When witnessing a wizard over the Chess board, you wouldn’t think about him also having to suffer through chronic health issues. After all, how could you study and practice all day every day when you’re suffering? In 1962, Tal faced a life threatening health issue and had to go through major surgery.
After recovering, it wasn’t long until he faced yet again, another serious illness resulting in Tal having to lose one of his kidneys. Despite these health complications, Tal didn’t let any of this slow him down. Tal went on to win the Riga Interzonal in 1979 with a dominating score of 14 out of 17 points and also competed in the Montpellier Candidates’ Tournament in 1985 consisting of a 16 qualifier round-robin finishing in a tie between 4th and 5th places.
6. Go Ahead, Take It… I Dare You
Naturally, Tal frequently played many gambits in various chess openings of the Belgrade Gambit and played it frequently.
7. Greatest Tactical Player of All Time
Tal frequently astonished the spectators as well as his opponents with seemingly impossible attacking combinations and tactics leading him to become the 8th World Chess Champion.
8. Astonishingly High IQ
Mikhail Tal has one of the highest IQ scores ever recorded at a jaw dropping 174 IQ. One of the most commonly believed myths about Chess is that all Chess Grandmasters have a high IQ, which isn’t the case. Although you don’t need a high IQ to be good at chess, it must have contributed to the attacking strategies Tal was able to pull off.
9. “The Magician from Riga”
When you’re exceptional at one thing, you tend to get everyone who is a fan of said thing talking about you. When this happens, you’re bound to receive a nickname or two. Tal earned many nicknames over the course of his triumph. Tal was called “Misha”, which is a diminutive for Mikhail. The most popular nickname Tal received was “The Magician from Riga”.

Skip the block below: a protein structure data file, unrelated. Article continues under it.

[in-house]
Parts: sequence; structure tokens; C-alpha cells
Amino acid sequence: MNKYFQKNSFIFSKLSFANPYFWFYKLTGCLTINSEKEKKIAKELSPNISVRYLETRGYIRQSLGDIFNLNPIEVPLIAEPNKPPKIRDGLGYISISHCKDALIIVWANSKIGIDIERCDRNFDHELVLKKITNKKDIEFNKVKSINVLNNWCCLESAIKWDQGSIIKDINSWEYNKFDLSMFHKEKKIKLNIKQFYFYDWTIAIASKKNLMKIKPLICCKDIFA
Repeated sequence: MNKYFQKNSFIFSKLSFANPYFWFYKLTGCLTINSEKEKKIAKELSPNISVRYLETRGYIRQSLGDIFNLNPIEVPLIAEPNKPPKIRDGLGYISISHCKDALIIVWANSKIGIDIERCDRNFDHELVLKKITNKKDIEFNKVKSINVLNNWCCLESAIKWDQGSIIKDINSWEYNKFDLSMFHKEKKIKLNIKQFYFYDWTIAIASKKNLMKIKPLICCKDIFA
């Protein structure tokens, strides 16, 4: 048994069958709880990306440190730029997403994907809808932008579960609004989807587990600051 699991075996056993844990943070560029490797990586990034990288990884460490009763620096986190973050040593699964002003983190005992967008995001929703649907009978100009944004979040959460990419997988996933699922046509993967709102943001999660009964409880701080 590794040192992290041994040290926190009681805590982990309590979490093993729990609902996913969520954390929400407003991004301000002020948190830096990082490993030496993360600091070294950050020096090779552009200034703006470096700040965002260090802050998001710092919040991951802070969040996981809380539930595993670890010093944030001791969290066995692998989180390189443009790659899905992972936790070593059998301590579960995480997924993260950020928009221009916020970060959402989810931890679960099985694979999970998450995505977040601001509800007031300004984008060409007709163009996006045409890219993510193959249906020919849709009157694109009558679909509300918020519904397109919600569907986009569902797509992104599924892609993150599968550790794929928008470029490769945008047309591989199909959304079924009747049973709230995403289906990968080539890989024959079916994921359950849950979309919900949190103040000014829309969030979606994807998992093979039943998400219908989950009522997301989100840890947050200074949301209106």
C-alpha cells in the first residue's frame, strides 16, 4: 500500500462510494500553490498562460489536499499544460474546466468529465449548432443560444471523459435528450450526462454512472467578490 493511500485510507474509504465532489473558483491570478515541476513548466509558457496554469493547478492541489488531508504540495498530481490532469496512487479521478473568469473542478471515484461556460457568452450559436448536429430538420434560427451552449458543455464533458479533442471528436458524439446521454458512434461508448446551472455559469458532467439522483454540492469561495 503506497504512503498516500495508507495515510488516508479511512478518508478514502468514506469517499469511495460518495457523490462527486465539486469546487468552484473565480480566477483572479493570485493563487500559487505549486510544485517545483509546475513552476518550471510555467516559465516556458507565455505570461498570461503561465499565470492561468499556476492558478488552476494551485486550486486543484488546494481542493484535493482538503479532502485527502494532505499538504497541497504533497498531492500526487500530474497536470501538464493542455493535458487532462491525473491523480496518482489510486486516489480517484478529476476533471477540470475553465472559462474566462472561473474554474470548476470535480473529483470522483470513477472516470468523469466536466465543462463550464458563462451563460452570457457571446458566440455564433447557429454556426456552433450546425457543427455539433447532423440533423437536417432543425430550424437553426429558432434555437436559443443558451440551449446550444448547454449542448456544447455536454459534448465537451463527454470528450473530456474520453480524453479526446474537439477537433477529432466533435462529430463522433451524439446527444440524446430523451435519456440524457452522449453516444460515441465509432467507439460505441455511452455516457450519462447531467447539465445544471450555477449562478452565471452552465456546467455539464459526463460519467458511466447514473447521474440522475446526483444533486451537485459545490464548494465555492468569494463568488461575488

10. Sacrifices For The Greater Good
Being known as the great attacking player of all time, do you think you’ll see some interesting tactics regularly in his games? You bet your last pawn you can. Tal has won countless matches from implementing jaw-dropping Queen sacrifices that would lead to an advantage over the board.
11. A God Amongst Men
In 1980 at the age of 44, Mikhail Tal had the highest rating in the world reaching his peak ELO rating of 2705. A 2705 ELO back then was unheard of. If Tal was alive today and had a FIDE rating of 2705, he would be one of the few players on the list of Chess Super Grandmasters.
12. 8th World Champion
In 1960, Mikhail Tal faced Mikhail Botvinnik in the World Championship match in Moscow. Tal defeated Botvinnik and at the age of 23, became the 8th World Champion.
Out of the 21 games, Game 6 was the favorite game amongst most of the Chess community.
That concludes this list of the top ten fun facts about Mikhail Tal. If you were wondering, what is so special about Mikhail Tal? Now you know a thing or two about why.
To summarize this article, Mikhail Tal was a genius. Do you know any other note worthy or fun facts about Tal? Let us know and we’ll add it to the list.